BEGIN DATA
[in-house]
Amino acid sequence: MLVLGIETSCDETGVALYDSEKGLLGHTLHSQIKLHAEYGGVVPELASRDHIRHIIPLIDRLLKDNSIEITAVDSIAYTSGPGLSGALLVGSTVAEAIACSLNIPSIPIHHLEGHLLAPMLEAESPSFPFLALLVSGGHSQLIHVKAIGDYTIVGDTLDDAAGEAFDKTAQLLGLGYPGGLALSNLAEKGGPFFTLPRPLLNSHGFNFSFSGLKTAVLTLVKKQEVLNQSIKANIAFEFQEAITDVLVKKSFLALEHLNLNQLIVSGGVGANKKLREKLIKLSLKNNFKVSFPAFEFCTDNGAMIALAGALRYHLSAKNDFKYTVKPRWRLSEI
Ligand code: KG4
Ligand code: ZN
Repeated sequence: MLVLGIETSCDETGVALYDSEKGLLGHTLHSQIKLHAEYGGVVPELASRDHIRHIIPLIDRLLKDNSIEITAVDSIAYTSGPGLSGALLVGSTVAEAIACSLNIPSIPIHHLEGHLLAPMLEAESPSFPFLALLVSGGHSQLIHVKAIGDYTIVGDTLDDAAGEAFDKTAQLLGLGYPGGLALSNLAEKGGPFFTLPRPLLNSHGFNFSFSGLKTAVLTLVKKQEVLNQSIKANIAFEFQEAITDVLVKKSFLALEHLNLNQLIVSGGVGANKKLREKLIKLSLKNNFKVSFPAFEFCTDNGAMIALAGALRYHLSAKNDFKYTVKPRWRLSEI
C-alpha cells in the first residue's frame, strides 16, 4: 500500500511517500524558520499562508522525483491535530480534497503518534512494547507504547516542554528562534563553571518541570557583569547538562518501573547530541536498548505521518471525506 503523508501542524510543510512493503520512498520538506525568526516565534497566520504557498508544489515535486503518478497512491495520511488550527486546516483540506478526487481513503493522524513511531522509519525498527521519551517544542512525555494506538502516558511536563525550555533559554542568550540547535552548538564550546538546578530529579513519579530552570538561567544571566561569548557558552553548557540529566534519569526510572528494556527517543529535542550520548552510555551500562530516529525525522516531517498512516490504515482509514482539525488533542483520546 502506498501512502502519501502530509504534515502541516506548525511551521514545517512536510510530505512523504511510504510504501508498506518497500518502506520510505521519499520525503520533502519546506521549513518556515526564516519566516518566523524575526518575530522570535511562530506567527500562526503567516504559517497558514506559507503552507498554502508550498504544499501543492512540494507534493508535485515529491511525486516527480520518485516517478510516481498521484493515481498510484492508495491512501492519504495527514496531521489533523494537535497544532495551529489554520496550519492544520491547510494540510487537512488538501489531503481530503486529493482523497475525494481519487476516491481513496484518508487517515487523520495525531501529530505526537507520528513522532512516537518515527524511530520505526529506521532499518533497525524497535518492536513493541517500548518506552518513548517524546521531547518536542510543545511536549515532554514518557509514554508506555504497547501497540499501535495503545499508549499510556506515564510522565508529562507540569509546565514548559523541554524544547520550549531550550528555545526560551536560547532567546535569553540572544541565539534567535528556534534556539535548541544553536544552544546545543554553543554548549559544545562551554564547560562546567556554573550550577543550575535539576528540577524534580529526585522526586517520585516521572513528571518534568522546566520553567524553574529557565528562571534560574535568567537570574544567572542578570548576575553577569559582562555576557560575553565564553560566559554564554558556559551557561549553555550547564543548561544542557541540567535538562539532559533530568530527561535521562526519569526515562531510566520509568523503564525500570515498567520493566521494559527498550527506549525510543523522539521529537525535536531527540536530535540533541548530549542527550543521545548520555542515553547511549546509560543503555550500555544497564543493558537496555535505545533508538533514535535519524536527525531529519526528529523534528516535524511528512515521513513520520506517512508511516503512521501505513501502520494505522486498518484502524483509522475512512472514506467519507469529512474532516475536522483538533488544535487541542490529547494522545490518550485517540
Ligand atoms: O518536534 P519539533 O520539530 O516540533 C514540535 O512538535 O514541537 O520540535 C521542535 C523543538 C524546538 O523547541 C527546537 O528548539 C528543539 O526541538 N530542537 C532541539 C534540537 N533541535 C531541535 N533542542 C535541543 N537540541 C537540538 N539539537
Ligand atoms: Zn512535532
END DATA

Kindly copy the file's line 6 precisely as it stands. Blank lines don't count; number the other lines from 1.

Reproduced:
C-alpha cells in the first residue's frame, strides 16, 4: 500500500511517500524558520499562508522525483491535530480534497503518534512494547507504547516542554528562534563553571518541570557583569547538562518501573547530541536498548505521518471525506 503523508501542524510543510512493503520512498520538506525568526516565534497566520504557498508544489515535486503518478497512491495520511488550527486546516483540506478526487481513503493522524513511531522509519525498527521519551517544542512525555494506538502516558511536563525550555533559554542568550540547535552548538564550546538546578530529579513519579530552570538561567544571566561569548557558552553548557540529566534519569526510572528494556527517543529535542550520548552510555551500562530516529525525522516531517498512516490504515482509514482539525488533542483520546 502506498501512502502519501502530509504534515502541516506548525511551521514545517512536510510530505512523504511510504510504501508498506518497500518502506520510505521519499520525503520533502519546506521549513518556515526564516519566516518566523524575526518575530522570535511562530506567527500562526503567516504559517497558514506559507503552507498554502508550498504544499501543492512540494507534493508535485515529491511525486516527480520518485516517478510516481498521484493515481498510484492508495491512501492519504495527514496531521489533523494537535497544532495551529489554520496550519492544520491547510494540510487537512488538501489531503481530503486529493482523497475525494481519487476516491481513496484518508487517515487523520495525531501529530505526537507520528513522532512516537518515527524511530520505526529506521532499518533497525524497535518492536513493541517500548518506552518513548517524546521531547518536542510543545511536549515532554514518557509514554508506555504497547501497540499501535495503545499508549499510556506515564510522565508529562507540569509546565514548559523541554524544547520550549531550550528555545526560551536560547532567546535569553540572544541565539534567535528556534534556539535548541544553536544552544546545543554553543554548549559544545562551554564547560562546567556554573550550577543550575535539576528540577524534580529526585522526586517520585516521572513528571518534568522546566520553567524553574529557565528562571534560574535568567537570574544567572542578570548576575553577569559582562555576557560575553565564553560566559554564554558556559551557561549553555550547564543548561544542557541540567535538562539532559533530568530527561535521562526519569526515562531510566520509568523503564525500570515498567520493566521494559527498550527506549525510543523522539521529537525535536531527540536530535540533541548530549542527550543521545548520555542515553547511549546509560543503555550500555544497564543493558537496555535505545533508538533514535535519524536527525531529519526528529523534528516535524511528512515521513513520520506517512508511516503512521501505513501502520494505522486498518484502524483509522475512512472514506467519507469529512474532516475536522483538533488544535487541542490529547494522545490518550485517540